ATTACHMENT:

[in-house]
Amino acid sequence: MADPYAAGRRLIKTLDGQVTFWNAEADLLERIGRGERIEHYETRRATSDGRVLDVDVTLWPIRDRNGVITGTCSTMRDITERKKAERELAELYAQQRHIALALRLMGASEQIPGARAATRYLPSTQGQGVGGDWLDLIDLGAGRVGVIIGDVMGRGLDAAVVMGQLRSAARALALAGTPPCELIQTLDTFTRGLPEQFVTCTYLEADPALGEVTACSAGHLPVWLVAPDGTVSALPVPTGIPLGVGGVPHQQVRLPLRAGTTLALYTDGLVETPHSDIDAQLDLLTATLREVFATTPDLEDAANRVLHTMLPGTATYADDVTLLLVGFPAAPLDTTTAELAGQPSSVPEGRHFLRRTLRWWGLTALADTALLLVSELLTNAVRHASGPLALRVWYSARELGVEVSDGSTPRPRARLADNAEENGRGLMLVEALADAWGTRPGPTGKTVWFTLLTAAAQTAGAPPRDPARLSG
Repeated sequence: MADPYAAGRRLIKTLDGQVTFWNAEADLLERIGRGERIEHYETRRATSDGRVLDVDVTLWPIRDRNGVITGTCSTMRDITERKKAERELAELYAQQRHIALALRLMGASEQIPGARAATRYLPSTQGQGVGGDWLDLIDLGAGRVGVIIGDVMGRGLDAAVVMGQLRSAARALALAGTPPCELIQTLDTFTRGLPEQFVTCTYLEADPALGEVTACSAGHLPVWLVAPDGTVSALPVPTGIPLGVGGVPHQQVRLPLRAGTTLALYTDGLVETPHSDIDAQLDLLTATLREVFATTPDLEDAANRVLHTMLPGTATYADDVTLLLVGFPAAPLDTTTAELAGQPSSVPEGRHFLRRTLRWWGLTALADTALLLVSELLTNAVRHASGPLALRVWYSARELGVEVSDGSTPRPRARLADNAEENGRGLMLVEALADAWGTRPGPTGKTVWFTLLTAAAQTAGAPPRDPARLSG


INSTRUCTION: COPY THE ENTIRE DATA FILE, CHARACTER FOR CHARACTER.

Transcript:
[in-house]
Amino acid sequence: MADPYAAGRRLIKTLDGQVTFWNAEADLLERIGRGERIEHYETRRATSDGRVLDVDVTLWPIRDRNGVITGTCSTMRDITERKKAERELAELYAQQRHIALALRLMGASEQIPGARAATRYLPSTQGQGVGGDWLDLIDLGAGRVGVIIGDVMGRGLDAAVVMGQLRSAARALALAGTPPCELIQTLDTFTRGLPEQFVTCTYLEADPALGEVTACSAGHLPVWLVAPDGTVSALPVPTGIPLGVGGVPHQQVRLPLRAGTTLALYTDGLVETPHSDIDAQLDLLTATLREVFATTPDLEDAANRVLHTMLPGTATYADDVTLLLVGFPAAPLDTTTAELAGQPSSVPEGRHFLRRTLRWWGLTALADTALLLVSELLTNAVRHASGPLALRVWYSARELGVEVSDGSTPRPRARLADNAEENGRGLMLVEALADAWGTRPGPTGKTVWFTLLTAAAQTAGAPPRDPARLSG
Repeated sequence: MADPYAAGRRLIKTLDGQVTFWNAEADLLERIGRGERIEHYETRRATSDGRVLDVDVTLWPIRDRNGVITGTCSTMRDITERKKAERELAELYAQQRHIALALRLMGASEQIPGARAATRYLPSTQGQGVGGDWLDLIDLGAGRVGVIIGDVMGRGLDAAVVMGQLRSAARALALAGTPPCELIQTLDTFTRGLPEQFVTCTYLEADPALGEVTACSAGHLPVWLVAPDGTVSALPVPTGIPLGVGGVPHQQVRLPLRAGTTLALYTDGLVETPHSDIDAQLDLLTATLREVFATTPDLEDAANRVLHTMLPGTATYADDVTLLLVGFPAAPLDTTTAELAGQPSSVPEGRHFLRRTLRWWGLTALADTALLLVSELLTNAVRHASGPLALRVWYSARELGVEVSDGSTPRPRARLADNAEENGRGLMLVEALADAWGTRPGPTGKTVWFTLLTAAAQTAGAPPRDPARLSG